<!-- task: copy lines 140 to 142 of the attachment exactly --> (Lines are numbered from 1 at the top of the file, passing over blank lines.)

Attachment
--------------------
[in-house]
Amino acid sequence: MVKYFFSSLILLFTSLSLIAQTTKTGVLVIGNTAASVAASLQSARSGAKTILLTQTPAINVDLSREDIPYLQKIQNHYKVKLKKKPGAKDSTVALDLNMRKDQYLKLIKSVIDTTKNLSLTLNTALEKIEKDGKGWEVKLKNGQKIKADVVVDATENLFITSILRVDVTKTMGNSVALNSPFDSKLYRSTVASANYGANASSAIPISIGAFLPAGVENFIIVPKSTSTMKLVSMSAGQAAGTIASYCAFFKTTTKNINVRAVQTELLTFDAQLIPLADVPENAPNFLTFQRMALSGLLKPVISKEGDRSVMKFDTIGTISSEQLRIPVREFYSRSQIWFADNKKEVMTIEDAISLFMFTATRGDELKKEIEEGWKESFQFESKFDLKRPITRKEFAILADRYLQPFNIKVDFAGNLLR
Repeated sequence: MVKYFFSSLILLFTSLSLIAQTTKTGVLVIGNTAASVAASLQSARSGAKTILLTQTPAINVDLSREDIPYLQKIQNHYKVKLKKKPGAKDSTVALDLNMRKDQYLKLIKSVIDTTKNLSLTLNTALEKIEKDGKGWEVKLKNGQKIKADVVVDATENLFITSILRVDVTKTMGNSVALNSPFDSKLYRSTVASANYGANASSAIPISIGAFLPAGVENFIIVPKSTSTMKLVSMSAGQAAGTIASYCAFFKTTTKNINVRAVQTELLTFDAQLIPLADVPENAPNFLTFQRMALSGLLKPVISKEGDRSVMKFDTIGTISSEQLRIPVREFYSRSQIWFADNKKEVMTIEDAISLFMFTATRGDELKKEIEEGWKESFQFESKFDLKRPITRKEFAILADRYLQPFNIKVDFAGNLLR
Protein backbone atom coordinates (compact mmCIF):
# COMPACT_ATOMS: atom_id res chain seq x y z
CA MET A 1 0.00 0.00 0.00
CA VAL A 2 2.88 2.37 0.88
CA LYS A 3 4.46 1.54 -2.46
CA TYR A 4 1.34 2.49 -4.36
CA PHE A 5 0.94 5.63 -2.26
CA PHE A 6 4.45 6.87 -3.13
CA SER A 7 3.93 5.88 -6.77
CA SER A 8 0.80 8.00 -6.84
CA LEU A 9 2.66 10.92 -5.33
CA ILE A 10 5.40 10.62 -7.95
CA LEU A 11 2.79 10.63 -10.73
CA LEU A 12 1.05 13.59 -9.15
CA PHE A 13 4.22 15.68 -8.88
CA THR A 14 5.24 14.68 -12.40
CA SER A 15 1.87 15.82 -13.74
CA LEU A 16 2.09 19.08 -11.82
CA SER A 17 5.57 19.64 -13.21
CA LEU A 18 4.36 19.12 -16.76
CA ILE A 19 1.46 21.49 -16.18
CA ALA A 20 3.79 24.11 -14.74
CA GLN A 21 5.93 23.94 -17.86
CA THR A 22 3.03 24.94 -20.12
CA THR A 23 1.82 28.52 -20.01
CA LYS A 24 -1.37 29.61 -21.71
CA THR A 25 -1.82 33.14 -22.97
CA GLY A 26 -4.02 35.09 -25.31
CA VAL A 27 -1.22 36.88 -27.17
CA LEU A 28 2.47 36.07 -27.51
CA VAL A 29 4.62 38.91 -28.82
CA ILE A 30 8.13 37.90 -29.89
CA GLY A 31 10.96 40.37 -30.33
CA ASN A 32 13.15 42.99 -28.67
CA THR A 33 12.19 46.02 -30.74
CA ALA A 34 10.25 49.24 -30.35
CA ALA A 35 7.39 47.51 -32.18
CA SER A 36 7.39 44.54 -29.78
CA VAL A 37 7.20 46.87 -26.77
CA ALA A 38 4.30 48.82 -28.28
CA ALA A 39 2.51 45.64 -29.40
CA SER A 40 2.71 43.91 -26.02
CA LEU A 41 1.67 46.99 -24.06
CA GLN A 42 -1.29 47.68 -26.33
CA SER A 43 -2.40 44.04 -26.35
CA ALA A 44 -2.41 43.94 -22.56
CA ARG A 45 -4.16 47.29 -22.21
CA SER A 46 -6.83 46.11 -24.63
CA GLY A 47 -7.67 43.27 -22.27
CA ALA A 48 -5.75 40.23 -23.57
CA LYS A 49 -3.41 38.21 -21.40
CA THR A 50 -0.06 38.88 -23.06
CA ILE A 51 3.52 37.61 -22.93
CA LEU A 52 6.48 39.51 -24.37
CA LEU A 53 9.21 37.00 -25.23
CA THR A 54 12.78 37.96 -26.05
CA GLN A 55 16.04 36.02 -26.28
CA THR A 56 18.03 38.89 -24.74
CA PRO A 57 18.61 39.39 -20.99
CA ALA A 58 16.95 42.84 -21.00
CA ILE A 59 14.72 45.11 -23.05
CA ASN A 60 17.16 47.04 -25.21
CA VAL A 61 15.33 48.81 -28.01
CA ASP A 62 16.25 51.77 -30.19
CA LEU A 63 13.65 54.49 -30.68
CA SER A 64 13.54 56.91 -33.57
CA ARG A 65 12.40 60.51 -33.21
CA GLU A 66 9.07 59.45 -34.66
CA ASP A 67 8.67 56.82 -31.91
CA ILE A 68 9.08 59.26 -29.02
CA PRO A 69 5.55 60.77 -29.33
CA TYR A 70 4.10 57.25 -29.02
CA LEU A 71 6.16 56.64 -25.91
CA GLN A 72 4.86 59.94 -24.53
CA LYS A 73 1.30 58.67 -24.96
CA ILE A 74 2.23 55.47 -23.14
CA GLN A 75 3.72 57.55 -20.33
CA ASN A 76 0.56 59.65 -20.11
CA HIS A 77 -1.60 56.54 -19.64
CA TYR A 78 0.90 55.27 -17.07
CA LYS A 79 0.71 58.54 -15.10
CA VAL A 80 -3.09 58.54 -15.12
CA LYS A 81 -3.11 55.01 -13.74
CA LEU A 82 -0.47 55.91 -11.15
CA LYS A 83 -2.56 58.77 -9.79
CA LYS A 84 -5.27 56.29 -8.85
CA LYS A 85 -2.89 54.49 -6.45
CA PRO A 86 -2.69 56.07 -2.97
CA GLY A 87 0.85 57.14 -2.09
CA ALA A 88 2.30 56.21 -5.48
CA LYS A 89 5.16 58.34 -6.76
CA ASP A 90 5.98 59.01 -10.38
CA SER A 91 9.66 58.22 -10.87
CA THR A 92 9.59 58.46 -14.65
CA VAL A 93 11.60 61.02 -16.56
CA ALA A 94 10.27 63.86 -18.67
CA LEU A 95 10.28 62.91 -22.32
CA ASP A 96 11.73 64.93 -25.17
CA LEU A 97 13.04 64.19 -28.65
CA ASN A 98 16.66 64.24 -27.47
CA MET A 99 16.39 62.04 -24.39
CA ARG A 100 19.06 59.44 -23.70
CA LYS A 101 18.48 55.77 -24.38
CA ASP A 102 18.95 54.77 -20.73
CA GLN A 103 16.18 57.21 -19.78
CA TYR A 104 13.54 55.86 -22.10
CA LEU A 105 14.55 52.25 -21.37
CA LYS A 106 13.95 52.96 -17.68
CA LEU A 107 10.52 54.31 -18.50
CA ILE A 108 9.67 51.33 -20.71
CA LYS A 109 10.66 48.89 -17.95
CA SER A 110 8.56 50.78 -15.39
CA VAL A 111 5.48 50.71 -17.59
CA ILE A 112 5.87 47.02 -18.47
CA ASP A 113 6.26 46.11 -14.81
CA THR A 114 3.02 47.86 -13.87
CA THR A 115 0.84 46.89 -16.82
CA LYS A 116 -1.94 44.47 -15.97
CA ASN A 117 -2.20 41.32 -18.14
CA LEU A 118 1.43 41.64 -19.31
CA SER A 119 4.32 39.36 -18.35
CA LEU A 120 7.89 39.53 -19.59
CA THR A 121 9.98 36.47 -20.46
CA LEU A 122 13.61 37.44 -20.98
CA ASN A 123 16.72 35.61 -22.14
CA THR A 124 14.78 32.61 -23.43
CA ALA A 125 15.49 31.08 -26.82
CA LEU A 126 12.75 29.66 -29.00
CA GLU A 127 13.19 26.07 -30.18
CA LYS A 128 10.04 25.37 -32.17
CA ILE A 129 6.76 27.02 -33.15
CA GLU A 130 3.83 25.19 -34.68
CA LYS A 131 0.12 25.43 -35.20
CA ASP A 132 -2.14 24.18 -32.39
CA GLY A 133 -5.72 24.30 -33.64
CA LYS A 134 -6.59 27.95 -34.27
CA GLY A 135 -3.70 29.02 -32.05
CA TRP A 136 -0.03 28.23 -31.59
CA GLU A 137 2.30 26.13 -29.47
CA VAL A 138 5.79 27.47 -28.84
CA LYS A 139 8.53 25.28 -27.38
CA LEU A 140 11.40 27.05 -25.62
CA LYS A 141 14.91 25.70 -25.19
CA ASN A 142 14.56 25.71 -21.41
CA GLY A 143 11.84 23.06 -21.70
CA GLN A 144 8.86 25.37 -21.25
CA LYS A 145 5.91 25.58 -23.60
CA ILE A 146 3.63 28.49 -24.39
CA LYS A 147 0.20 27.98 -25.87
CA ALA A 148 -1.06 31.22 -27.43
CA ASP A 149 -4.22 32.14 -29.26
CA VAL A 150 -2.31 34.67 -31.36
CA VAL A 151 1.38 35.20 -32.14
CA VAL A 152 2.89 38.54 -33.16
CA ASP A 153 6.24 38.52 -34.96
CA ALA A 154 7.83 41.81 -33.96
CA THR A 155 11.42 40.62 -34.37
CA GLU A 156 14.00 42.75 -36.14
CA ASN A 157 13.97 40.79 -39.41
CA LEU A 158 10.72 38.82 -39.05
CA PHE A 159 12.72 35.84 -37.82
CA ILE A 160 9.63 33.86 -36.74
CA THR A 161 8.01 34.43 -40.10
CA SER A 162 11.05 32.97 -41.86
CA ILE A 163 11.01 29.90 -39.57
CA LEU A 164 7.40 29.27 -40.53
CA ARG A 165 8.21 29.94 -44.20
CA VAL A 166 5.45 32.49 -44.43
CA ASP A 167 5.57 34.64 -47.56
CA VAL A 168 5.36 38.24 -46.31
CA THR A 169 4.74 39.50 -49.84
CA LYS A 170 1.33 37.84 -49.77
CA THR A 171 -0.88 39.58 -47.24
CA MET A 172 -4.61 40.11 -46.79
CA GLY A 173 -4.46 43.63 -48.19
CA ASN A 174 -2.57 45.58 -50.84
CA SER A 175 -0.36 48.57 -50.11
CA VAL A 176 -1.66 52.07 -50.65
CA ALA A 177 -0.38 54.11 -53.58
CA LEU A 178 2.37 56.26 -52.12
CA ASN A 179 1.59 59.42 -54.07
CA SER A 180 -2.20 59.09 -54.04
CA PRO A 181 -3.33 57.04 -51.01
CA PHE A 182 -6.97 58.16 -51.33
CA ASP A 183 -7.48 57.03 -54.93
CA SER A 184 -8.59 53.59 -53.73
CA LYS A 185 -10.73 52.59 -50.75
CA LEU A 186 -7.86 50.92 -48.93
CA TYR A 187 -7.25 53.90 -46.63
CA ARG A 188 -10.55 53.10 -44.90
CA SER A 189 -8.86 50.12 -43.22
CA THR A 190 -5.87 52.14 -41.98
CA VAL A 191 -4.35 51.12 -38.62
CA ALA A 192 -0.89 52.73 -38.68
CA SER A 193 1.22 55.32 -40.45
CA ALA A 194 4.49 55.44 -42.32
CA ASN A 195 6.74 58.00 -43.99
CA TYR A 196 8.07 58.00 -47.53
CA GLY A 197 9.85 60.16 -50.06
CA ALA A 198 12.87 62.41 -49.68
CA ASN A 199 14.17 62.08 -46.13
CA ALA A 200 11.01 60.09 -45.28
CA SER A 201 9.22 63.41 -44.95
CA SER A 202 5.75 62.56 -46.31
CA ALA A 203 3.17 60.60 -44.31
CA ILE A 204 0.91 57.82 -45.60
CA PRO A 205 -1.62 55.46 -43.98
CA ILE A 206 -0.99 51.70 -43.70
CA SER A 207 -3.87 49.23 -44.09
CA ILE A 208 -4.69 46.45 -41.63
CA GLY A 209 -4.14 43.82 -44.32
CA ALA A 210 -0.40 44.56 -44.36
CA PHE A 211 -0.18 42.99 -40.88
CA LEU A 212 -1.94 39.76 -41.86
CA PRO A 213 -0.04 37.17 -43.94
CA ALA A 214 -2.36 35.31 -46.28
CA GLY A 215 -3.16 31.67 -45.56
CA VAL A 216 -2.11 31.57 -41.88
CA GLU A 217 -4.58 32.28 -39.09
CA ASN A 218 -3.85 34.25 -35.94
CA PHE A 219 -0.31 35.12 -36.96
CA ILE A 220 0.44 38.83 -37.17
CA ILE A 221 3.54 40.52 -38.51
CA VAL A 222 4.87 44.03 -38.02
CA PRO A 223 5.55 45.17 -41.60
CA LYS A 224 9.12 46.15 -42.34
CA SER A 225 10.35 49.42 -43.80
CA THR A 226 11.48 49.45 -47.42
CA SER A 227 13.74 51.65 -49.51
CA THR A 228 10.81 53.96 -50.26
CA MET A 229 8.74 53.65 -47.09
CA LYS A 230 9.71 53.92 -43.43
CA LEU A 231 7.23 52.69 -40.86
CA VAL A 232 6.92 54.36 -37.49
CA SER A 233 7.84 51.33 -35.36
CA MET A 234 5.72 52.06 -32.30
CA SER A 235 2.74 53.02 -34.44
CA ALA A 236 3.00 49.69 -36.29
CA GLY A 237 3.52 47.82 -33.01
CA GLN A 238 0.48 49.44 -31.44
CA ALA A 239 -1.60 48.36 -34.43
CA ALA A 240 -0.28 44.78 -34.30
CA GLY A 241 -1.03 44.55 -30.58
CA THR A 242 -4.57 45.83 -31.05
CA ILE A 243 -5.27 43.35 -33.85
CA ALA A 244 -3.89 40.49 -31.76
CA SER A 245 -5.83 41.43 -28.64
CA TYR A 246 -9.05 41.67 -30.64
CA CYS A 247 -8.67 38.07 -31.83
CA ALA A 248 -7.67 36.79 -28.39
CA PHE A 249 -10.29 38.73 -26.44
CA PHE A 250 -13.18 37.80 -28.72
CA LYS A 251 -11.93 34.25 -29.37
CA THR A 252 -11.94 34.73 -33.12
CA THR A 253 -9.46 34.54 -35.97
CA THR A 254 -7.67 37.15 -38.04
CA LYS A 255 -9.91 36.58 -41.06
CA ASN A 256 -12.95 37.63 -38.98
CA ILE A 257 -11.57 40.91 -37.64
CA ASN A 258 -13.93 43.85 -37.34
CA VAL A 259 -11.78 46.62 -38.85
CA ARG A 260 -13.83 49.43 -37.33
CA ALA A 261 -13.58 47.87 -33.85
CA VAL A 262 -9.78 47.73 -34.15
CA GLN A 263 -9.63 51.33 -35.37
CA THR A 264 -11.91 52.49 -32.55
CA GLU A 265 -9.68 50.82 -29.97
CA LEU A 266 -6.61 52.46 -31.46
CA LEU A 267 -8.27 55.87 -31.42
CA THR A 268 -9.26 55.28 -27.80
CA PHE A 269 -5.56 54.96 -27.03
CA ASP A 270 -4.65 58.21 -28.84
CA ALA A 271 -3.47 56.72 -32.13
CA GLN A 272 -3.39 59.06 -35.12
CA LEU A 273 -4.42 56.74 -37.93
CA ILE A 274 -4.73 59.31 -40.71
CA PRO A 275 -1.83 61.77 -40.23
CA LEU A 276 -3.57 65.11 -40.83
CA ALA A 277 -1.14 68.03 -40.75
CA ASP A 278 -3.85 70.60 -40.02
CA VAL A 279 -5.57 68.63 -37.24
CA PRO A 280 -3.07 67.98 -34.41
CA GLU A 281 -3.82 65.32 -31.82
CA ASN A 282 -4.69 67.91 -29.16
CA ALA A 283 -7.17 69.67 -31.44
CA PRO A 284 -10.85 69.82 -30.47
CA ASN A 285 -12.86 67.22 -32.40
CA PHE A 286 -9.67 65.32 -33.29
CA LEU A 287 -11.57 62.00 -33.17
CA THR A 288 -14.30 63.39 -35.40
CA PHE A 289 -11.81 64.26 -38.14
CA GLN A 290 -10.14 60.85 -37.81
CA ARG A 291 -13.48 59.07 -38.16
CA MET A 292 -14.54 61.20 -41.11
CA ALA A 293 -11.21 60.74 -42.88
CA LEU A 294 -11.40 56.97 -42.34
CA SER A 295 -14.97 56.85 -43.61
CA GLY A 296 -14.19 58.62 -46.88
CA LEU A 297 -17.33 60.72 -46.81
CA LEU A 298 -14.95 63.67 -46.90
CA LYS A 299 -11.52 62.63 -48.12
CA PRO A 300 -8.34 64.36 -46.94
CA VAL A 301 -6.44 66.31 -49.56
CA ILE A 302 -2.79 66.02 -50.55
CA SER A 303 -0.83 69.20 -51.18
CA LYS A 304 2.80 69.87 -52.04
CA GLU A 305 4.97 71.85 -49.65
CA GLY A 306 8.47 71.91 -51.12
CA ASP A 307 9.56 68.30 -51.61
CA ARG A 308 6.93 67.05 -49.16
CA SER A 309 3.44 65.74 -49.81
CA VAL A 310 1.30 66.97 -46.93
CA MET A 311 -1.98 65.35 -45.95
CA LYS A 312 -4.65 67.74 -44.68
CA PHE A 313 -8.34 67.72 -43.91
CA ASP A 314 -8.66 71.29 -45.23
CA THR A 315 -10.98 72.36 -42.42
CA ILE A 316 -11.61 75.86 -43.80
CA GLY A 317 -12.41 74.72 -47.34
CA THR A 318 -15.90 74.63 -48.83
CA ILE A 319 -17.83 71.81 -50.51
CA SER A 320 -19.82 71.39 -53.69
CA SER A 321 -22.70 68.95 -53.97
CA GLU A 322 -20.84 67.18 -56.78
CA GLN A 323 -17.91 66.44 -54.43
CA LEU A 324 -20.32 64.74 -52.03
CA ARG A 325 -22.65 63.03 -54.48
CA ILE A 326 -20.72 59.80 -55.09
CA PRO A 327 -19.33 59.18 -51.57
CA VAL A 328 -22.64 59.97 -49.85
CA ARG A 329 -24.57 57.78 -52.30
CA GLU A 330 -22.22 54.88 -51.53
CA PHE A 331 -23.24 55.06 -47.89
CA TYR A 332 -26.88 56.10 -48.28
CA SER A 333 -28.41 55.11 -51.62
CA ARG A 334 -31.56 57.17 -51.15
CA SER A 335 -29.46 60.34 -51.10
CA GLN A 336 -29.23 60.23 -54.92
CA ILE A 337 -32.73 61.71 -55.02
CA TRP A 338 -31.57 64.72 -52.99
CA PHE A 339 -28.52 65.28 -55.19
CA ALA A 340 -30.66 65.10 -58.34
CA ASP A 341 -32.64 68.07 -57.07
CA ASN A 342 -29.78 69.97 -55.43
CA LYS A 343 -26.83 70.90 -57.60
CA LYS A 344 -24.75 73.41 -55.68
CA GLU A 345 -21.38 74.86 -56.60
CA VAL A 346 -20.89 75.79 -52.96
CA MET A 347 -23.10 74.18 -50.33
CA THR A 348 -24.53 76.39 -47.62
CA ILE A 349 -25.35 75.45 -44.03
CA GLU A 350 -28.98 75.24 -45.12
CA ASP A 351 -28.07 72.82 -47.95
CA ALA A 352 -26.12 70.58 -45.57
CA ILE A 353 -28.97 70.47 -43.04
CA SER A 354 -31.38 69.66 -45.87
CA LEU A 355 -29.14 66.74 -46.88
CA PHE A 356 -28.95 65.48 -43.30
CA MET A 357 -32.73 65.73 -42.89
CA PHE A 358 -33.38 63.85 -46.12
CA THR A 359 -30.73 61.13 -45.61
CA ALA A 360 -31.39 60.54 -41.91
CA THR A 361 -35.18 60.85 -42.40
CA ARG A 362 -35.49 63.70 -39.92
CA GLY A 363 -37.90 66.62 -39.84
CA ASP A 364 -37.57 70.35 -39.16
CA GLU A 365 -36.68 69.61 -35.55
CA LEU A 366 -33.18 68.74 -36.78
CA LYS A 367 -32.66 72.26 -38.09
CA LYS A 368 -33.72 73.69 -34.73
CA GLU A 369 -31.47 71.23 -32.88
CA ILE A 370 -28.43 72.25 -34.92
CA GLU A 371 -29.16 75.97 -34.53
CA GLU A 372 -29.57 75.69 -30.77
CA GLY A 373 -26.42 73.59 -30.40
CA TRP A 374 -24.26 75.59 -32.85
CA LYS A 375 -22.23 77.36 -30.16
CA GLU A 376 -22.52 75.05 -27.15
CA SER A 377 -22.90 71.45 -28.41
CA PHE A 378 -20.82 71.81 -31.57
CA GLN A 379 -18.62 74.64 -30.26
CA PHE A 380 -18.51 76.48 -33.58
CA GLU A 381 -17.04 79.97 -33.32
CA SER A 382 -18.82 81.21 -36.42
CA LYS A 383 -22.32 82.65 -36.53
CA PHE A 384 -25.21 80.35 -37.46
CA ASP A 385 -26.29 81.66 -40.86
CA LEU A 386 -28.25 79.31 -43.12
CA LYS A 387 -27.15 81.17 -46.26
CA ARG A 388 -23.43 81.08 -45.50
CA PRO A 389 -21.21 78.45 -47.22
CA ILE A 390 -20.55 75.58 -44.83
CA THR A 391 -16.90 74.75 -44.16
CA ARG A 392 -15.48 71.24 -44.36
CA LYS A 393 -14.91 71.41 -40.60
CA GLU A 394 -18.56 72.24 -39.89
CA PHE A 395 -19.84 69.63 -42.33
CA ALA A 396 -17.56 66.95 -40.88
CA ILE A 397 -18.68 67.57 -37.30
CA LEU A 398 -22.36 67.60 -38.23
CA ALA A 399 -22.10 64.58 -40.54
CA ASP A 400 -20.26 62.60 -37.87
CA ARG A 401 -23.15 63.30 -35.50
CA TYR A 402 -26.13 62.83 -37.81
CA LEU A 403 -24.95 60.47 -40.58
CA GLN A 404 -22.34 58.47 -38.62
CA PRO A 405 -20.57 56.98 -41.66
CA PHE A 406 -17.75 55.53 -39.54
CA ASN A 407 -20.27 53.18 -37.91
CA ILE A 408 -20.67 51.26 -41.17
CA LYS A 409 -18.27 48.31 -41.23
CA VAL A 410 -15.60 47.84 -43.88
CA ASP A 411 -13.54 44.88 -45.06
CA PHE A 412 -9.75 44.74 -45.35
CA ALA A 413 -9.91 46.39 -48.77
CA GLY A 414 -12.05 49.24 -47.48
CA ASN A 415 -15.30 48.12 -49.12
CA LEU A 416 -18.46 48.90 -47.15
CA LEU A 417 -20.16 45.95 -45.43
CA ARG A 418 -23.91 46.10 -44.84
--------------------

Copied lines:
CA GLY A 135 -3.70 29.02 -32.05
CA TRP A 136 -0.03 28.23 -31.59
CA GLU A 137 2.30 26.13 -29.47